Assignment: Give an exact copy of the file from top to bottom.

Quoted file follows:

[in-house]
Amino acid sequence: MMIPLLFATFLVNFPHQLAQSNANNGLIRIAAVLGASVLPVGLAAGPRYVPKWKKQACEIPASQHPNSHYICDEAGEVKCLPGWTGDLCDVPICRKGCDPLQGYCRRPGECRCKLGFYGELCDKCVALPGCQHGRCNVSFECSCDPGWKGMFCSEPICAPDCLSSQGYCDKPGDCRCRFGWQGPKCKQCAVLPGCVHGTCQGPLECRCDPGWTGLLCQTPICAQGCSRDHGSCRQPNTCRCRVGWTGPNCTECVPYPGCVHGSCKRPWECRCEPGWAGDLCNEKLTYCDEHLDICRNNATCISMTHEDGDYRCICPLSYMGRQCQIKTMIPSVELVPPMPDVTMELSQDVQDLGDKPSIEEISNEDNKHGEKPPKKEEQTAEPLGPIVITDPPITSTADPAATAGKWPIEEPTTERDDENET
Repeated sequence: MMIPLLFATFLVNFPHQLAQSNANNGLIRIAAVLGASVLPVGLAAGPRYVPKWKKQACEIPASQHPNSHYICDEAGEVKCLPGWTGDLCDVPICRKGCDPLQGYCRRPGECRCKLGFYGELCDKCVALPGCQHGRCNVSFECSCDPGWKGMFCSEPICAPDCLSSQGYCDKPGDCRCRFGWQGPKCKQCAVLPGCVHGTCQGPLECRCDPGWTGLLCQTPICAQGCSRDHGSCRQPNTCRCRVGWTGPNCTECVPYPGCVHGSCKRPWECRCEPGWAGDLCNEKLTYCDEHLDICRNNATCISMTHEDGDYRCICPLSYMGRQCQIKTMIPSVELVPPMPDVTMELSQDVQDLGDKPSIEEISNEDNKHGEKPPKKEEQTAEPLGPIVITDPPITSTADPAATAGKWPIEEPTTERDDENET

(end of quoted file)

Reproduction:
[in-house]
Amino acid sequence: MMIPLLFATFLVNFPHQLAQSNANNGLIRIAAVLGASVLPVGLAAGPRYVPKWKKQACEIPASQHPNSHYICDEAGEVKCLPGWTGDLCDVPICRKGCDPLQGYCRRPGECRCKLGFYGELCDKCVALPGCQHGRCNVSFECSCDPGWKGMFCSEPICAPDCLSSQGYCDKPGDCRCRFGWQGPKCKQCAVLPGCVHGTCQGPLECRCDPGWTGLLCQTPICAQGCSRDHGSCRQPNTCRCRVGWTGPNCTECVPYPGCVHGSCKRPWECRCEPGWAGDLCNEKLTYCDEHLDICRNNATCISMTHEDGDYRCICPLSYMGRQCQIKTMIPSVELVPPMPDVTMELSQDVQDLGDKPSIEEISNEDNKHGEKPPKKEEQTAEPLGPIVITDPPITSTADPAATAGKWPIEEPTTERDDENET
Repeated sequence: MMIPLLFATFLVNFPHQLAQSNANNGLIRIAAVLGASVLPVGLAAGPRYVPKWKKQACEIPASQHPNSHYICDEAGEVKCLPGWTGDLCDVPICRKGCDPLQGYCRRPGECRCKLGFYGELCDKCVALPGCQHGRCNVSFECSCDPGWKGMFCSEPICAPDCLSSQGYCDKPGDCRCRFGWQGPKCKQCAVLPGCVHGTCQGPLECRCDPGWTGLLCQTPICAQGCSRDHGSCRQPNTCRCRVGWTGPNCTECVPYPGCVHGSCKRPWECRCEPGWAGDLCNEKLTYCDEHLDICRNNATCISMTHEDGDYRCICPLSYMGRQCQIKTMIPSVELVPPMPDVTMELSQDVQDLGDKPSIEEISNEDNKHGEKPPKKEEQTAEPLGPIVITDPPITSTADPAATAGKWPIEEPTTERDDENET